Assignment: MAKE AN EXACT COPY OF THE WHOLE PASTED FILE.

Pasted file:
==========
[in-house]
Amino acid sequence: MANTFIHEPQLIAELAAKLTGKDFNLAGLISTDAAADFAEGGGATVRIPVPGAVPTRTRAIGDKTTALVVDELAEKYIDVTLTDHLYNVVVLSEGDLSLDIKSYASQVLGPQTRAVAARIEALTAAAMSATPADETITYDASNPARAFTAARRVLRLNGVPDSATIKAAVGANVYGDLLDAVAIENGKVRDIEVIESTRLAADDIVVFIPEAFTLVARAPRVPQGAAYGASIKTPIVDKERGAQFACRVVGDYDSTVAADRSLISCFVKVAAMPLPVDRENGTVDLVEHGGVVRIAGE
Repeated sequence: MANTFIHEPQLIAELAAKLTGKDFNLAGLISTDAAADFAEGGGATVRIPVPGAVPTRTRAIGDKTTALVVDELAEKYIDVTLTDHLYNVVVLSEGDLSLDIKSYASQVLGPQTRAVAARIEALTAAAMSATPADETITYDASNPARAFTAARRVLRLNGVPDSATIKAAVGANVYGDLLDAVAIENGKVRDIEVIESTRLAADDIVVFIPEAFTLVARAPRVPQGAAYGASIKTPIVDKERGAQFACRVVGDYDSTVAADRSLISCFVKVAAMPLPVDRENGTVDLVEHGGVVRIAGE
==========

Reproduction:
[in-house]
Amino acid sequence: MANTFIHEPQLIAELAAKLTGKDFNLAGLISTDAAADFAEGGGATVRIPVPGAVPTRTRAIGDKTTALVVDELAEKYIDVTLTDHLYNVVVLSEGDLSLDIKSYASQVLGPQTRAVAARIEALTAAAMSATPADETITYDASNPARAFTAARRVLRLNGVPDSATIKAAVGANVYGDLLDAVAIENGKVRDIEVIESTRLAADDIVVFIPEAFTLVARAPRVPQGAAYGASIKTPIVDKERGAQFACRVVGDYDSTVAADRSLISCFVKVAAMPLPVDRENGTVDLVEHGGVVRIAGE
Repeated sequence: MANTFIHEPQLIAELAAKLTGKDFNLAGLISTDAAADFAEGGGATVRIPVPGAVPTRTRAIGDKTTALVVDELAEKYIDVTLTDHLYNVVVLSEGDLSLDIKSYASQVLGPQTRAVAARIEALTAAAMSATPADETITYDASNPARAFTAARRVLRLNGVPDSATIKAAVGANVYGDLLDAVAIENGKVRDIEVIESTRLAADDIVVFIPEAFTLVARAPRVPQGAAYGASIKTPIVDKERGAQFACRVVGDYDSTVAADRSLISCFVKVAAMPLPVDRENGTVDLVEHGGVVRIAGE